One in six companies has no plans to move to the new IPv6 internet addressing scheme, which could leave them with expansion problems when the world runs out of IPv4 addresses around May next year.
This fact has emerged from a survey, funded by the European Commission, of 500 organisations in 140 countries to assess world readiness for the switch.
Axel Pawlik, chief executive of the Number Resource Organisation, which represents the five regional internet registries (RIRs) that oversee the allocation of all internet number resources, said firms that ignore the impending change face a disrupted future.
"They are using the usual excuses that there's no business case, that it's expensive, and the hardware and the software isn't ready. They need to get a life," he said.
"Things are not going to get better, and they will face a huge bill because of the complexity in staying compatible with the rest of the world as it moves to IPv6," he told Computer Weekly.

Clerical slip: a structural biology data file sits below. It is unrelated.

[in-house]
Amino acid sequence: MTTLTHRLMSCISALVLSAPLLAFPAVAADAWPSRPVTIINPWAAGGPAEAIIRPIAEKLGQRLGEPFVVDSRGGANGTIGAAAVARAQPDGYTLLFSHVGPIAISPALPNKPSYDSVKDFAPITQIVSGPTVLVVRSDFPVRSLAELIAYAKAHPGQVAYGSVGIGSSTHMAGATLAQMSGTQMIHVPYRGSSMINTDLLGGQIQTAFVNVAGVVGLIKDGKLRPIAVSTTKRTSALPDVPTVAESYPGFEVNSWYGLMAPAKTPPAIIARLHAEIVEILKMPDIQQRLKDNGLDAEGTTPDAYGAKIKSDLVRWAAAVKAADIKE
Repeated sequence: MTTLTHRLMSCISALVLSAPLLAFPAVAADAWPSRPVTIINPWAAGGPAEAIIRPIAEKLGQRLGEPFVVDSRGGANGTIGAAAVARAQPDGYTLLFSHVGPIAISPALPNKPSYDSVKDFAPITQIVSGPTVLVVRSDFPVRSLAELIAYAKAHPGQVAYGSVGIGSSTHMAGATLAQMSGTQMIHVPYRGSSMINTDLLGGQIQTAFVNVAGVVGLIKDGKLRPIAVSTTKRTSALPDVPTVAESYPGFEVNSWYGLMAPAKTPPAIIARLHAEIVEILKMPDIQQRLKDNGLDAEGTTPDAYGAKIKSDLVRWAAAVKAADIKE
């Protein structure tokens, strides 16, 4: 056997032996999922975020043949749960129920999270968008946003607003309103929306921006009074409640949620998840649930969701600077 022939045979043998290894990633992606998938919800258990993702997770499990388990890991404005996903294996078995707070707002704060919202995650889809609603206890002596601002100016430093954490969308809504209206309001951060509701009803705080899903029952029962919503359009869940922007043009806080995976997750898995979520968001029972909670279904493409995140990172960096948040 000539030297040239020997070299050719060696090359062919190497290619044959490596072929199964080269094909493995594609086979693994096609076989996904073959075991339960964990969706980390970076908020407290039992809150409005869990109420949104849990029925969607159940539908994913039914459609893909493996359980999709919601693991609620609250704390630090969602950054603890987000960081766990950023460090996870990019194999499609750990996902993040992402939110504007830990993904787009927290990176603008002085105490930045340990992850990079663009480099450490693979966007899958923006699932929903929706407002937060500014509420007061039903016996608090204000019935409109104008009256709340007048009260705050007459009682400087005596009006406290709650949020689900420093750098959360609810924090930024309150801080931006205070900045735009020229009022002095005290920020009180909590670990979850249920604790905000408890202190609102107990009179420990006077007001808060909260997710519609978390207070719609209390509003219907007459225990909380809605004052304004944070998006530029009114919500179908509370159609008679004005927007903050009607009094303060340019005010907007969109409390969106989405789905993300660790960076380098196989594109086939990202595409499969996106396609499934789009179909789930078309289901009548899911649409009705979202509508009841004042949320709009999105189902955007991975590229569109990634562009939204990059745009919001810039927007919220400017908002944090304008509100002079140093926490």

However, the survey showed that 60% of those who have requested IPv6 addresses from the RIRs said the lack of IPv6 compatible hardware or software was a major barrier for deployment.
Pawlik said awareness of the coming change was "filtering out of the techie space" into general awareness.
He said, "CEOs, CIOs, CTOs - anyone who can sign off a budget-line item, needs to put it into their next budget. You can't leave it to some poor engineer in his cubicle trying to keep the network up."
Pawlik said he was pleased to see that 60% of ISPs already offered, or planned to offer IPv6 to consumers within the year.
"But if your business depends on internet access, either for your staff or your customers, you need to have the IPv6 conversation with your ISP," said Pawlik.
"Basically you want the answer to two questions: where do I sign, and how do you plan to retain my business after May 2011?"
Pawlik said there would be about a six-month grace period until January 2012 while the RIRs adjusted to the new scheme, but the time to bite the bullet was now, before the rush, he insisted.
The full results of the survey will be published at the Internet Governance Forum next week.